Doctoring & Healthcare

All Articles in the Category ‘Doctoring & Healthcare’

New Autism Numbers, Ways To Advocate

1 in 68 from CDCHeadlines soared yesterday with the CDC report that the number of children with autism diagnoses had increased by 30% in the past 2 years. “Reality is there are many children who are having serious struggles because they can’t communicate well and have a hard time being with people,” Dr Chuck Cowan clearly stated to me this morning. Like a bell on a quiet night, I feel parents need to hear this most: we just want to connect children with the resources they need to thrive at home and at school and throughout their lives. Doesn’t matter what we call it, we want children of all backgrounds, of all resources, and all opportunity to be afforded the chance for a connected, lovely life. As a realist of course, I do know that numbers matter because it changes how we screen, how we advocate for children, how we move funds and resources, and how we ensure children get what we need. Numbers help activate.

The new numbers don’t mean anything is different today than it was 2 years ago really. Instead:

The “new” number published this week finds an estimated 1 out of every 68 children here in the US has an autism diagnosis at age 8. Like before, likelihood for autism is more common if you have a family history of autism and 5 times more common for boys compared to girls. Children who aren’t white don’t get identified as having autism as often and we know from numerous studies non-white children don’t get the resources they need like their caucasian counterparts. That’s not new, either. Also, there may be environmental factors at play although data on determining true environmental causes of autism, versus associations, is still unfolding. Researchers are trying to sort out the role for chemical exposures, e.g. how close you live to highways, and what your children eats in predisposing a child to challenges with communication.

Over the past few months I’d say we’ve been bombarded with unsettling news; we’ve heard that autism likely starts before birth, that children born to older fathers are more likely to get the diagnosis and we’ve even heard that taking Tylenol during pregnancy may increase the odds that our children can’t pay attention. I mean, YIPES! Before you entirely freak out, listen to this: Read full post »

Digitally Savvy Parenthood

As a pediatrician, I encourage families to search online for health advice. Yet how you search and where you click matters. Tips for you and your time with “Dr Google” or “Surgeon Bing.”

The Pew Internet Project’s research finds that over 70% of Internet users in the United States say they have looked online for health information in the last year. Furthermore, most health information seekers (ie freaked out parents searching in the middle of the night) don’t start their health search on their pediatrician’s website. More than ¾ of people in the United States start their health search by typing something into a search engine like Google or Bing. Where you click and what you do next is key.

As a mom, pediatrician, blogger and general online enthusiast, here are a few insights to assist you when looking online for health information for your child or family. We parents are active information seekers on our phones and computer ~ I maintain that this is a GREAT thing! For practicing physicians, there is a tricky balance in believing that the Internet can help save lives. Have You Been In To See Doctor Google? A few ideas to improve trust for us all.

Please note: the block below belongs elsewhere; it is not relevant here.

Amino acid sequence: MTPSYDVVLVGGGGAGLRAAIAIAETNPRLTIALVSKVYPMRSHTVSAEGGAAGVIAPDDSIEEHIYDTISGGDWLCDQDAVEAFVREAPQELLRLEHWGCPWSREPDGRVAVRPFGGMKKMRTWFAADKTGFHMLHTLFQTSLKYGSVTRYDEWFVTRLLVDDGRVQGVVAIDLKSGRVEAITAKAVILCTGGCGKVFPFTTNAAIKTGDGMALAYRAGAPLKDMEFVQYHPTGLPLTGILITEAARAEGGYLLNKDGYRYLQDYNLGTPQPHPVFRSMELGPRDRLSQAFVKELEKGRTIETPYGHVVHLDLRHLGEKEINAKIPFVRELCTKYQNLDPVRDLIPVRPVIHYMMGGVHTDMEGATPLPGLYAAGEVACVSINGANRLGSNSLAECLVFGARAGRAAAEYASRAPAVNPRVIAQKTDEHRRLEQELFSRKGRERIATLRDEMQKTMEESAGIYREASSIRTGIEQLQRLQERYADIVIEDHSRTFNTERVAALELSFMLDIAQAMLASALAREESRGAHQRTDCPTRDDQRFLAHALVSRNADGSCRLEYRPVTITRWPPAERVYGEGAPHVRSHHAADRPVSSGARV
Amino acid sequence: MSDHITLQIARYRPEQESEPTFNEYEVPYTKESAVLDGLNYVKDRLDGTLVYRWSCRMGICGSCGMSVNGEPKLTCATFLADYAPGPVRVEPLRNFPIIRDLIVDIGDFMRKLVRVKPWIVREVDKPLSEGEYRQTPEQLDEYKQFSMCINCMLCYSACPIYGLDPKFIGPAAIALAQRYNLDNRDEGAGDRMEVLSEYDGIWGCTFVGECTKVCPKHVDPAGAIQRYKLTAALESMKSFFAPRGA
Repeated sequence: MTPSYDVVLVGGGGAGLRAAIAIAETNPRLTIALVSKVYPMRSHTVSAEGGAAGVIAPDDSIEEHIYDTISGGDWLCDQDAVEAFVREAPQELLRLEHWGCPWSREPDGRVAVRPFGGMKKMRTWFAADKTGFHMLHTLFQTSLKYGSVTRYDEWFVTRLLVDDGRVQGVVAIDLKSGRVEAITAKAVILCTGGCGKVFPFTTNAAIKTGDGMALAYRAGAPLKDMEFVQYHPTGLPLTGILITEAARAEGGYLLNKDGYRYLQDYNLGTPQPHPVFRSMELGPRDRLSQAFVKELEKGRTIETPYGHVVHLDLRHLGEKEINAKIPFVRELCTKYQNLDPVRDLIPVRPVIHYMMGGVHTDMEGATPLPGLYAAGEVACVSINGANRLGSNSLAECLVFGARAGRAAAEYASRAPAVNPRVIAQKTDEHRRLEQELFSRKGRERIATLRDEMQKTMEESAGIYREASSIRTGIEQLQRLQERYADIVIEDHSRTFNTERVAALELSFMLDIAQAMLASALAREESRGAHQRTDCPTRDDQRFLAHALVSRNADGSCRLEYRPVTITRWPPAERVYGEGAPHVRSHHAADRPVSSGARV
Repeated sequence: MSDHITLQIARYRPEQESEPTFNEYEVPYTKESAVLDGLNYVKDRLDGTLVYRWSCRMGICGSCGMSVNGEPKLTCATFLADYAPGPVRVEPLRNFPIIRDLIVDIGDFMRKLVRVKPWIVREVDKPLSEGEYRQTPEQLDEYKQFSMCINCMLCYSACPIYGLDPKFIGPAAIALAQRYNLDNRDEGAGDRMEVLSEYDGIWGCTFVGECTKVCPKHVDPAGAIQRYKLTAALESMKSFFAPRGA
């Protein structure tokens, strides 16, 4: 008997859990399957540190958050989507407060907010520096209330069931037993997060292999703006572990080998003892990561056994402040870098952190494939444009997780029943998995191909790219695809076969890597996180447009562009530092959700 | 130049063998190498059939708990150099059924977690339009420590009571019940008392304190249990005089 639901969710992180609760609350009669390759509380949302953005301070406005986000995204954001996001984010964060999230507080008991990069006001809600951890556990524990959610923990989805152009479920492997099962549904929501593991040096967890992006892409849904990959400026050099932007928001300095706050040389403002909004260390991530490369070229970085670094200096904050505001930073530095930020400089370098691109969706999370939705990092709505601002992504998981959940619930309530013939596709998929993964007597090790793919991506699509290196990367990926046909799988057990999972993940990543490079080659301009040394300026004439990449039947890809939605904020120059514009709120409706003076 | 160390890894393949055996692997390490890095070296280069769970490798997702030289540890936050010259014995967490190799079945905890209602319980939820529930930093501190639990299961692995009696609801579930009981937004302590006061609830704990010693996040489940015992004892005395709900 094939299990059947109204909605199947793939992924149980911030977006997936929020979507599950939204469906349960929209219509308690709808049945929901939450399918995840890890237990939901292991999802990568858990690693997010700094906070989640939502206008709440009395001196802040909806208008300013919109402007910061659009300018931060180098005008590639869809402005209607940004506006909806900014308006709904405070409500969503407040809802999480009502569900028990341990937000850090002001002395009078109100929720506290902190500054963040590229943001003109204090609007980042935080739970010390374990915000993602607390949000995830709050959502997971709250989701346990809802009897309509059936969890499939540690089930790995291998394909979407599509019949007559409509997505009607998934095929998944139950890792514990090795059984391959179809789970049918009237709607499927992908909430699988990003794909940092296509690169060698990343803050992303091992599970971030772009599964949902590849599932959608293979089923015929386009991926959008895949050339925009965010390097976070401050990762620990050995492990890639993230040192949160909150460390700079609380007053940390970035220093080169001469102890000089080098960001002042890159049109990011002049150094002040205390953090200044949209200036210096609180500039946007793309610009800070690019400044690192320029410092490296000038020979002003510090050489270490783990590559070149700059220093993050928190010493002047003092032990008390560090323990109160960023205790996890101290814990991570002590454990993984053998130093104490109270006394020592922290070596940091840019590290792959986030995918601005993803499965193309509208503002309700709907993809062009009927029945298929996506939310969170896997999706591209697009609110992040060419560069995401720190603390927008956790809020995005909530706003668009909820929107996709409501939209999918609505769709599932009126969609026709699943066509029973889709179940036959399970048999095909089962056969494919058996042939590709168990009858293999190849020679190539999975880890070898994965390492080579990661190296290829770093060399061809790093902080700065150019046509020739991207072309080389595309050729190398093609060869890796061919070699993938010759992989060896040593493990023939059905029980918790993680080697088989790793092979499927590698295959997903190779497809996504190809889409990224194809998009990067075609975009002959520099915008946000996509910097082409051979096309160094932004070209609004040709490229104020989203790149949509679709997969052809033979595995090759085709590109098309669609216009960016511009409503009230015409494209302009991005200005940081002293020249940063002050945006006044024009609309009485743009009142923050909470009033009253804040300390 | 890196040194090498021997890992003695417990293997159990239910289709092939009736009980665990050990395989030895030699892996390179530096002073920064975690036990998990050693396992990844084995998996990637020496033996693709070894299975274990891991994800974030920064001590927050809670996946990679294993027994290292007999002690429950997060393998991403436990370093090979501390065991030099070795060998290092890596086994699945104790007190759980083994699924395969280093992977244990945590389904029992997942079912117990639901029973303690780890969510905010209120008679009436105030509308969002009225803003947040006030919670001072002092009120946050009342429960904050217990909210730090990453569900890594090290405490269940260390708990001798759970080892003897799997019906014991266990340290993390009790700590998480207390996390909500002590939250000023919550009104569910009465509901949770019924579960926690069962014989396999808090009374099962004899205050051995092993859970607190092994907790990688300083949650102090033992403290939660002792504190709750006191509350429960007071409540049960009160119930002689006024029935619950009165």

7 Tips For Becoming A Savvy Digital Parent:

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We Want Your BPOD

And now for something a little different….We want to animate your child’s BPOD (Best Part of Day). Send us a short recording of your child talking about their BPOD and we’ll bring their experience to life in an animated video (see video above)! We’ll never disclose their name or age, just share their journey and insight through their words.

Email your recording to my Seattle Mama Doc email (seattlemamadoc@seattlechildrens.org) by Feb 26, and we’ll select 5-10 recordings to animate and share the first week of March. As a note, I typically record these audio recordings on my iPhone (in “voice memos”) and it allows me to email or share them easily. See below for more details & the text you’ll need to include when you send your audio files! Read full post »

CVS Stops Selling Tobacco

Doctors are tough critics — as well they should be. Today the news that CVS Caremark pharmacies will no longer sell tobacco brought about quite a bit of rapid online dialogue. Even President Obama chimed-in with praise, a response that some in the business world say is worth billions for CVS. Having a good reputation, particularly when you’re in the business of delivering health care and lending health advice, seems essential. In my mind we should praise and celebrate what today brings – leadership for making it harder to get addicted to tobacco products we know seriously harm health.

But not all doctors may think a move to ban the sale of tobacco in a health care environment is enough. Dr Sunny Chan, a family doctor in Canada, asked the tough question about our health care providers (HCP) working environment:

Meanwhile, Texas pediatrician Dr Bryan Vartabedian wrote a blog post this morning asking CVS to take a bigger step  by banning sales of unhealthy sugar-sweetened beverages (that we know are associated with obesity) and junk food. He wrote,

You can’t make money peddling savory snacks while at once setting the pace for a healthy lifestyle.  And condemning one vice works for the press release, but not as a brand offering health solutions.